Bruce said: 'Michael always used to dance in the studio so we knew about his moves, but he never expected that reaction. It was a new step for him and being a perfectionist that performance reshaped the way the world saw Michael and pop music entertainment.
'Fred Astaire was right when he said Michael was the greatest dancer of the century.'
'The record company paid for Billie Jean and Beat It, but they wouldn't pay for Thriller. We paid for it'
- then-head of MTV, Bob Pittnam
As Jackson's moves beamed around the world Epic execs were happy to let the album sell strongly.
But he wanted to push the envelope by delivering something the world had never seen - a music movie for a pop single.
Bruce continued: 'Michael always wanted to make movies really as well as record records. Michael wanted to make a video that was a complete story, like a mini-movie… and that is what he did. Thriller was the perfect vehicle for that.'
Epic didn’t share his dreams. Happy with the sales and success and expensive promotion of Billie Jean and Beat It videos, refused to give him the cash to fund the project.
He turned to MTV and its boss Bob Pittnam, now president of Clear Channel Communications. He explained: 'The record company paid for Billie Jean and Beat It, but they wouldn’t pay for Thriller and the only way that it would be made is if we paid for it.
'But it would have been a terrible precedent for us to start paying for the production. So what we did was pay for the making of Thriller, sold that and the money was then used to pay for Thriller.
'Technically we didn’t pay for the production of the video, but the money we gave was used for the video and that was the way for it to be made. We were accustomed to what Michael could do, but he blew it out.
'That was a level we had never seen on a music video before and it was the level of drama associated with song. It was the video we couldn’t wait to show everybody.
'It was wildly entertaining and Michael Jackson at his best.'
Michael had tapped up Hollywood director Landis, famous for hits like The Blues Brothers and Trading Places, to oversee the movie.
Bruce was asked to extend the five-minute album track by nine minutes to accompany the dance moves.
Legacy: The song and dance were featured in Jackson's VMA performance in 1995 (pictured)
Pittnam went on: 'Michael loved American Werewolf in London, but wanted to mix pop and film genres to make something more elaborate. He was always saying "It’s got to be the best".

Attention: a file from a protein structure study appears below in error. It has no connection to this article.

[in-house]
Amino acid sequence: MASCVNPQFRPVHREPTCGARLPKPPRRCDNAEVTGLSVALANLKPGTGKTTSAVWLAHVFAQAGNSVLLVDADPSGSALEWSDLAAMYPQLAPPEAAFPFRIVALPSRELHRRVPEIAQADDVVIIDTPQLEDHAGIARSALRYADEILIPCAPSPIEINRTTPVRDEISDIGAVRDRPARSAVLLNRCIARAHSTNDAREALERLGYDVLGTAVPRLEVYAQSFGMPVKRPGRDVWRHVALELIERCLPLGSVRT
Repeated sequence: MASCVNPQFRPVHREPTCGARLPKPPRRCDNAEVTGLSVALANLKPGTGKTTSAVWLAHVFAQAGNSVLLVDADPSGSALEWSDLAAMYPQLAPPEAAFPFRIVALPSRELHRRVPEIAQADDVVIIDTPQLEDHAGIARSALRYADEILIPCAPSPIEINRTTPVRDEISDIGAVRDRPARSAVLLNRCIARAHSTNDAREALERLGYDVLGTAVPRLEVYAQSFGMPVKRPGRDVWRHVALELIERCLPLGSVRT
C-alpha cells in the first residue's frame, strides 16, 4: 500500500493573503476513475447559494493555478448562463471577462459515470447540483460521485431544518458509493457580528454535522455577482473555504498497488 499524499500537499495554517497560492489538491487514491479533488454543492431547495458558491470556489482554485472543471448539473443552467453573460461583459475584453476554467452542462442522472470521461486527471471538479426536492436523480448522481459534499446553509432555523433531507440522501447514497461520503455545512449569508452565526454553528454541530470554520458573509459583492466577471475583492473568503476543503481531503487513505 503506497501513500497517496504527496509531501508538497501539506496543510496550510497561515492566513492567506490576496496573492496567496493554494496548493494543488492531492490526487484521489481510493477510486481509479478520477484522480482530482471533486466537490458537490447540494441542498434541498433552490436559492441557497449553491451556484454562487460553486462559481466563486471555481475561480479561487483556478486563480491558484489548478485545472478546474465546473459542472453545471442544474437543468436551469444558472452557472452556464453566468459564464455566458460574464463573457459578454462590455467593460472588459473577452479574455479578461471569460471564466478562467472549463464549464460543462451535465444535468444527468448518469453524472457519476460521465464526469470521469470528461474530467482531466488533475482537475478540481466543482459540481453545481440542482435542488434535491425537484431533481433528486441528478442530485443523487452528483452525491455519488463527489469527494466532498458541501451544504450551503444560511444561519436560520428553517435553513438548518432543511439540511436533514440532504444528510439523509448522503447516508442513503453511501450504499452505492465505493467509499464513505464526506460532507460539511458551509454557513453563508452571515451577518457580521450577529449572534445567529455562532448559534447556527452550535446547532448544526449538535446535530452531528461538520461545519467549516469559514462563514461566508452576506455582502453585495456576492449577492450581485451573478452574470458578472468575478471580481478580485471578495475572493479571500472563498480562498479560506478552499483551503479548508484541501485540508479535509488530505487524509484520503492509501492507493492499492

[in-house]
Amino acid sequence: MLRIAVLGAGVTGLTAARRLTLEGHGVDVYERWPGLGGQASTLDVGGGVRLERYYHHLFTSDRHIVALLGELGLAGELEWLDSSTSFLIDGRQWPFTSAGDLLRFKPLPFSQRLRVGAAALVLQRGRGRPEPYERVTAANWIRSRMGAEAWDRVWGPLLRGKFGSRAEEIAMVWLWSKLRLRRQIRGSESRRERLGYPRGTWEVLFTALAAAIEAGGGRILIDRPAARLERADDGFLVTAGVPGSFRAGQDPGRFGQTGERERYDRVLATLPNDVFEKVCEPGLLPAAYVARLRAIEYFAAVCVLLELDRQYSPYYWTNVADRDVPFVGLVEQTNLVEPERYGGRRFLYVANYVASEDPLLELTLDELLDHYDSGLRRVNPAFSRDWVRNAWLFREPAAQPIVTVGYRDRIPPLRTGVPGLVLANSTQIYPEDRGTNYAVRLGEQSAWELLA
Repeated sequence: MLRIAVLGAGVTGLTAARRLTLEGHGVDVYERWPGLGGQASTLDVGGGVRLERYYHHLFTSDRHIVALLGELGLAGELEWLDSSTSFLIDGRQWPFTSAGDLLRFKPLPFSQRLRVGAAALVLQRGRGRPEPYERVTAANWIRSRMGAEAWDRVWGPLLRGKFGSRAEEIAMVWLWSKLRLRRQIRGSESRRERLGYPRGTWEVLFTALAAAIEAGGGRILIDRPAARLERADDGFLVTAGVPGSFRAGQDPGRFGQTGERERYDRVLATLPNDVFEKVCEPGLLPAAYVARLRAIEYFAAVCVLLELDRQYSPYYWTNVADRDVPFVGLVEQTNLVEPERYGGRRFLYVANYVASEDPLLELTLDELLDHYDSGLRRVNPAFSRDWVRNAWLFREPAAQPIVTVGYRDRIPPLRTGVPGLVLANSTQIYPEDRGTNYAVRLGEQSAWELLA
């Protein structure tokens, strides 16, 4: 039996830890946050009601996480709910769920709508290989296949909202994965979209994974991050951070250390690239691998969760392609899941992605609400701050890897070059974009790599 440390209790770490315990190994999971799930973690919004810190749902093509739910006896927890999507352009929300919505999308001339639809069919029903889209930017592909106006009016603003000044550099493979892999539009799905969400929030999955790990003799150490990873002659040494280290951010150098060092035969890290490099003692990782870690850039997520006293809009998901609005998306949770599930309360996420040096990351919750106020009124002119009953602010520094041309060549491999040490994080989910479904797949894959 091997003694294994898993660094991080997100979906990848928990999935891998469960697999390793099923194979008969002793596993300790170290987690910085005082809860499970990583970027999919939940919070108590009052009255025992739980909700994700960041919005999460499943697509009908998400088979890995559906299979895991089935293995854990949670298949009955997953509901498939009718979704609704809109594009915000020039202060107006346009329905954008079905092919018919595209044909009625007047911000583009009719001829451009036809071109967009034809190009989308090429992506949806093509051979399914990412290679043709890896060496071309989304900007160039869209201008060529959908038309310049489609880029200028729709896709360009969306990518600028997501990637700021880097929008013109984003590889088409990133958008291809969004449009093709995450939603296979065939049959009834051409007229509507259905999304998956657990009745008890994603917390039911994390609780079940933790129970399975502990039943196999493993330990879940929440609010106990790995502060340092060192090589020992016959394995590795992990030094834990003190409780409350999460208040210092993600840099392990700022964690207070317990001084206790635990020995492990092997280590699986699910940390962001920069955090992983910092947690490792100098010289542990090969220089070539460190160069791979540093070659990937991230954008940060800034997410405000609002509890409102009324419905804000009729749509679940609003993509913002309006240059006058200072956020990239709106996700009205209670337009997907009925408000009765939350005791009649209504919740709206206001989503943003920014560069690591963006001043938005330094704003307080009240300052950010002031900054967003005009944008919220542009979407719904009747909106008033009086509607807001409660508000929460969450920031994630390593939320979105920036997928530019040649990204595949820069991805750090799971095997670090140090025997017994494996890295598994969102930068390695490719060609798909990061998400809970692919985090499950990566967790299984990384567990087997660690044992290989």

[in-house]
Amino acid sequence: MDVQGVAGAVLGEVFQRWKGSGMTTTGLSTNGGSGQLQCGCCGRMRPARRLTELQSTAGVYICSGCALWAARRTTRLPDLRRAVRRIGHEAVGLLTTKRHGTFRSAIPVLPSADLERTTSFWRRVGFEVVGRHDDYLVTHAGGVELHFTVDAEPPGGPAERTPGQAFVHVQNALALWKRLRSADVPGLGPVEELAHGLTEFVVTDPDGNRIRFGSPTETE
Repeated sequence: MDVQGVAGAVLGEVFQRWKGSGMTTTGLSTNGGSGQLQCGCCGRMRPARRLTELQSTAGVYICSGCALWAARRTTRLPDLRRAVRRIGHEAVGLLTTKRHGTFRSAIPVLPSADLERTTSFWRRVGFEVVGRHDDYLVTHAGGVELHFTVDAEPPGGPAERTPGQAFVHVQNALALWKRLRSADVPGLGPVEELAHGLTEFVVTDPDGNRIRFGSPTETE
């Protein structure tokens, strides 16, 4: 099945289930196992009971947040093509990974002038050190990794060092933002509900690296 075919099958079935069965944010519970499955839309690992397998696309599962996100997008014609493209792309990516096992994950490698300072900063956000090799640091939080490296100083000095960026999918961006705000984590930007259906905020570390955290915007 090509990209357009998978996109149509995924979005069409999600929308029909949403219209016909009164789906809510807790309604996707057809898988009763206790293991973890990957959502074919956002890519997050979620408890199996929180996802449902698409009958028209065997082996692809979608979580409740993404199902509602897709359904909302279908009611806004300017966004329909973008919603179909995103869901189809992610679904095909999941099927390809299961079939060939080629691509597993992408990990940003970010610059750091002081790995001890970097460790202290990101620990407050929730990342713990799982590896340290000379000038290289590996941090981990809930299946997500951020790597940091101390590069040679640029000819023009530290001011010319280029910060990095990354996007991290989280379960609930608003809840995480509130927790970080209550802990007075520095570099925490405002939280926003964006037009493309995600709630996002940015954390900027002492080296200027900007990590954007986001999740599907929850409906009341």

'Michael recorded the vocals in the dark for Thriller, which is quite scary. Music is the only true magic in life. I used his vision too.
'Afterwards, Michael and Quincy just left me for a few days to get the business done. They left me to my own devices for days with a note on the console saying "Call when we should come back" with some pictures drawn by Michael.
'We were hustlers, with Michael trying to change the way the world thought about music. It was a new concept and the record label and others didn’t understand what we were doing.
'The record labels don’t know their ass from their elbows. But we just took the ball and ran with it.
'We didn’t know it was going to turn into this ground breaking masterpiece. We didn’t have time to get emotional about it, we were working hard, like mechanics masquerading as musicians.
'It all started with Michael Jackson. That is why artists from Beyonce to Justin Timberlake to boy bands have backing dancers behind them'
'Michael made a video which just told the world - this is what a music video should looks like. And it has never been bettered.'
After months of deals, the Making Of Thriller was released and then Epic backed the release and promotion of Thriller as both a vinyl single and video.
For weeks it was the most played video on the channel around the world.
Pittnam added: 'We wanted to encourage this total package. When this came out it was like, oh my God Michael had moves no-one has seen and he had an innate sense of how to play for the camera.
'And then this video translated to the concert business as that is when you started seeing the big productions coming as opposed to a couple of guys and a guitar standing on a stage with a spotlight on them.
'It all started with Michael Jackson. That is why artists from Beyonce to Justin Timberlake to boy bands have backing dancers behind them. He was responsible for many of the visuals you see at concerts today.
'That was one of the greatest gifts we were handed. He was a model for what kind of performer you should be in the post MTV era.'
Bruce laughed: 'It didn’t turn out too bad. Thriller is not a bad record and it made a bit of money. The music industry has never been the same since that came out.
'Thriller enabled us to get away from making records to making music. It changed broadcasting, videos, artists and the shape of the entertainment.'
Since its release Thriller - the album - has sold over 62 million copies and the video has generated over $300m alone.
Proud Bruce said: 'Everywhere I go around the world people ask me about Michael. The interest is phenomenal.
'He was a one off, someone I am proud to have called a friend and a performer the likes of which we will never see again.'
Source: Daily Mail/MJackson.com
Exclusive: Debbie Rowe Blames Many for MJs Death
- Last Updated on Thursday, 07 November 2013 12:35
Michael Jackson's ex Debbie Rowe is opening up about who she believes should be blamed for the King of Pop's death, saying many of the people who worked closely with him over the years never attempted to intervene to help him.
In an exclusive interview, Rowe tells ET's Rob Marciano, "There were more people involved, every dancer, every musician, every camera man, every sound man that was on that stage that saw him falling apart. God forbid one of them take out a camera and give it to someone like Entertainment Tonight and stop it."
She goes on to explain that in her opinion, people who worked with and around Michael Jackson were too selfish to reach out to the troubled pop star. "They wanted to work with Michael Jackson. They wanted to go on tour with Michael Jackson…All the people that claim to be so close to him who've always been there for him, who've always done everything for him, not one person tried to stop it…[It] is more important to people to say they worked on something. A man died. A father died. A son died."
Tune in to Entertainment Tonight on Tuesday for more of Rowe's interview.